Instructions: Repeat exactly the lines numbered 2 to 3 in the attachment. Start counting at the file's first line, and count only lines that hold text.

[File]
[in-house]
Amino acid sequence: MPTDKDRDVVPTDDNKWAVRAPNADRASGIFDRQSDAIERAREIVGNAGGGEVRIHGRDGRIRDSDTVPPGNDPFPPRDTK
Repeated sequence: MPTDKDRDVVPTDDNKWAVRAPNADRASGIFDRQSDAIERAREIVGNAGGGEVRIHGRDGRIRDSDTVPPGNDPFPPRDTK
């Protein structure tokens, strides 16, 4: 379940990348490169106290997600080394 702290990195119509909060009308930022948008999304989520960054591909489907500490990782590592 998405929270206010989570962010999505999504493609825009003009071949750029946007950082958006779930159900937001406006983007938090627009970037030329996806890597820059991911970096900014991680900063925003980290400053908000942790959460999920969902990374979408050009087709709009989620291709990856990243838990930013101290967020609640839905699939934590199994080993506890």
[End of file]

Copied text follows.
Amino acid sequence: MPTDKDRDVVPTDDNKWAVRAPNADRASGIFDRQSDAIERAREIVGNAGGGEVRIHGRDGRIRDSDTVPPGNDPFPPRDTK
Repeated sequence: MPTDKDRDVVPTDDNKWAVRAPNADRASGIFDRQSDAIERAREIVGNAGGGEVRIHGRDGRIRDSDTVPPGNDPFPPRDTK